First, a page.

FacebookTwitterGoogle+RedditEmail

White Cherokee Mythology

by J. MURRAY

On Saturday, Nov. 1 I attended the ‘Masters Art Show’ at the Five Civilized Tribes Museum in Muskogee. Before the awards presentation each artist stood before her/his artwork and made a few remarks about the artwork they were presenting. Virginia Stroud explained her painting, ‘The Boat People,’ which represents a group of southern Cherokee refugees arriving at Ross Landing in Indian Territory circa 1839. In the painting the Cherokees are exiting a steamboat with their “negro” slaves under the watchful eye of U.S. Army troops.

Stroud went on to tell the story of how she had shown the painting to a Cherokee Nation art-buyer in hope of selling it to “The Nation,” for display at one of their casinos. The art-buyer then told Stroud that the painting could not be displayed at a Cherokee Nation casino since black slaves were being represented. Not willing to let historicity stand in the way of selling a 6200 painting Stroud said she removed the black figures and again submitted it. Again it was rejected and so Stroud re-inserted the black figures and entered the painting in the ‘Masters Art Show.’

Aware as I am of the social and ethnic complexities of the late-capital Cherokee Nation I was still amazed that a master artist would tell such a story to a room full of people.

Such a story tells a lot about american history, the south, and eastern Oklahoma. It shows how the Cherokee Nation has internalized southern racial coding and their own version of white supremacy. It was amazing, but not at all surprising.

Of course, a legalistic corporate entity such as the Cherokee Nation can buy or not buy any art it wants. But to tell an artist that their art can only be purchased if it excludeds the representation of black people is a bit, shall we say – outre’ for 2008. And then the plot thickens, as even an artist of the stature of Stroud, who prides herself on historical accuracy, was by her own admission willing to make her painting ahistorical – if the price was right.

Because contary to white Cherokee mythology black slaves did accompany their Cherokee masters to Indian Territory. That’s common knowledge to 19th century history buffs, but it is common knowledge that cannot be admitted in the corporate offices of the Cherokee Nation.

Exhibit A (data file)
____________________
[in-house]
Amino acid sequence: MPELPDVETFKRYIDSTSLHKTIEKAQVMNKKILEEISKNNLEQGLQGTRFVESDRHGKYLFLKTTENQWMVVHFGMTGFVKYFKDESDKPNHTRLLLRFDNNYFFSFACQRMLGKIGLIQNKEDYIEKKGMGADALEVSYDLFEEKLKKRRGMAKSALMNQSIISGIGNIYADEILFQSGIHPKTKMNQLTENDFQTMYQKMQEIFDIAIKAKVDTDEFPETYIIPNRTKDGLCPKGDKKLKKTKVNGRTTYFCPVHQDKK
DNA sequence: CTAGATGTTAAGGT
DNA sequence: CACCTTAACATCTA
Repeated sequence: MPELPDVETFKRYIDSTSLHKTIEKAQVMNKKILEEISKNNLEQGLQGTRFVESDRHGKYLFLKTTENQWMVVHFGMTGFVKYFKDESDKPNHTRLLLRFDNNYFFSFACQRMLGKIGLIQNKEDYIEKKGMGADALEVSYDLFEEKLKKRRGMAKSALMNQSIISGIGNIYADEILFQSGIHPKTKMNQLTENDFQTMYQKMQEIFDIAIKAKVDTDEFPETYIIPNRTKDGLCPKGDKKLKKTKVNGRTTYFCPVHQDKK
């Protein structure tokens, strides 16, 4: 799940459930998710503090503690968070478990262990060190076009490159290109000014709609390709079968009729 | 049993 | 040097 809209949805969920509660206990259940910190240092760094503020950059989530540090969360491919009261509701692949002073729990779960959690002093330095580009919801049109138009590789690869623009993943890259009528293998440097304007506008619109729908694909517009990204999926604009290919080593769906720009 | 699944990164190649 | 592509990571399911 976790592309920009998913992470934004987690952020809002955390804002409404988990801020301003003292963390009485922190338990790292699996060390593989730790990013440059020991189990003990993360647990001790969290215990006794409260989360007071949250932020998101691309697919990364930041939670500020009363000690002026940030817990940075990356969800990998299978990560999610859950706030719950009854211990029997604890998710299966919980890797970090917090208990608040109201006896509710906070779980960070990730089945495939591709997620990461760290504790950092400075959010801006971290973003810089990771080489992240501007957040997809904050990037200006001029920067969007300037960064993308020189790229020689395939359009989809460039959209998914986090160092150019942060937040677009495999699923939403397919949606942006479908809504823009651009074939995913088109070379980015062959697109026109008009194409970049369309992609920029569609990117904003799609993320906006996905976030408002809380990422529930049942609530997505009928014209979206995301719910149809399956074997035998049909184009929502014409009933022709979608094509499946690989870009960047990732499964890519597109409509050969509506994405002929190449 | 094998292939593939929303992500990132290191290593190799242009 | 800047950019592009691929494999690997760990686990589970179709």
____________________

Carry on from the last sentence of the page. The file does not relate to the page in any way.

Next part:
Overall a pattern emerges- artists and writers with Cherokee Nation CDIB (Certificate of Degree of Indian Blood) cards will be rewarded financially if their work conforms to the white Cherokee mythology. Artists and writers without CDIB cards or those who insist on historical accuracy will recieve nothing. That’s 21st century racial hierarchy – Cherokee Nation style.

Then to compound the irony – Stroud’s ‘The Boat People’ won best in show. Personally I found the painting interesting but unremarkable. I thought the judges had made a “political decision.” We are, after all, still fighting the Civil War out here.

J. MURRAY lives in Oklahoma.

 

 

More articles by:
Weekend Edition
February 16, 2018
Friday - Sunday
Jeffrey St. Clair
American Carnage
Paul Street
Michael Wolff, Class Rule, and the Madness of King Don
Andrew Levine
Had Hillary Won: What Now?
David Rosen
Donald Trump’s Pathetic Sex Life
Susan Roberts
Are Modern Cities Sustainable?
Joyce Nelson
Canada vs. Venezuela: Have the Koch Brothers Captured Canada’s Left?
Geoff Dutton
America Loves Islamic Terrorists (Abroad): ISIS as Proxy US Mercenaries
Mike Whitney
The Obnoxious Pence Shows Why Korea Must End US Occupation
Joseph Natoli
In the Post-Truth Classroom
John Eskow
One More Slaughter, One More Piece of Evidence: Racism is a Terminal Mental Disease
John W. Whitehead
War Spending Will Bankrupt America
Dave Lindorff
Trump’s Latest Insulting Proposal: Converting SNAP into a Canned Goods Distribution Program
Robert Fantina
Guns, Violence and the United States
Robert Hunziker
Global Warming Zaps Oxygen
John Laforge
$1.74 Trillion for H-bomb Profiteers and “Fake” Cleanups
CJ Hopkins
The War on Dissent: the Specter of Divisiveness
Peter A. Coclanis
Chipotle Bell
Anders Sandström – Joona-Hermanni Mäkinen
Ways Forward for the Left
Wilfred Burchett
Vietnam Will Win: Winning Hearts and Minds
Tommy Raskin
Syrian Quicksand
Martha Rosenberg
Big Pharma Still Tries to Push Dangerous Drug Class
Jill Richardson
The Attorney General Thinks Aspirin Helps Severe Pain – He’s Wrong
Mike Miller
Herb March: a Legend Deserved
Ann Garrison
If the Democrats Were Decent
Renee Parsons
The Times, They are a-Changing
Howard Gregory
The Democrats Must Campaign to End Trickle-Down Economics
Sean Keller
Agriculture and Autonomy in the Middle East
Ron Jacobs
Re-Visiting Gonzo
Eileen Appelbaum
Rapid Job Growth, More Education Fail to Translate into Higher Wages for Health Care Workers
Ralph Nader
Shernoff, Bidart, and Echeverria—Wide-Ranging Lawyers for the People
Chris Zinda
The Meaning of Virginia Park
Robert Koehler
War and Poverty: A Compromise with Hell
Mike Bader – Mike Garrity
Senator Tester Must Stop Playing Politics With Public Lands
Kenneth Culton
No Time for Olympic Inspired Nationalism
Graham Peebles
Ethiopia: Final Days of the Regime
Irene Tung – Teófilo Reyes
Tips are for Servers Not CEOs
Randy Shields
Yahoomans in Paradise – This is L.A. to Me
Thomas Knapp
No Huawei! US Spy Chiefs Reverse Course on Phone Spying
Mel Gurtov
Was There Really a Breakthrough in US-North Korea Relations?
David Swanson
Witness Out of Palestine
Binoy Kampmark
George Brandis, the Rule of Law and Populism
Dean Baker
The Washington Post’s Long-Running Attack on Unions
Andrew Stewart
Providence Public School Teachers Fight Back at City Hall
Stephen Cooper
Majestic Meditations with Jesse Royal: the Interview
David Yearsley
Olympic Music
FacebookTwitterGoogle+RedditEmail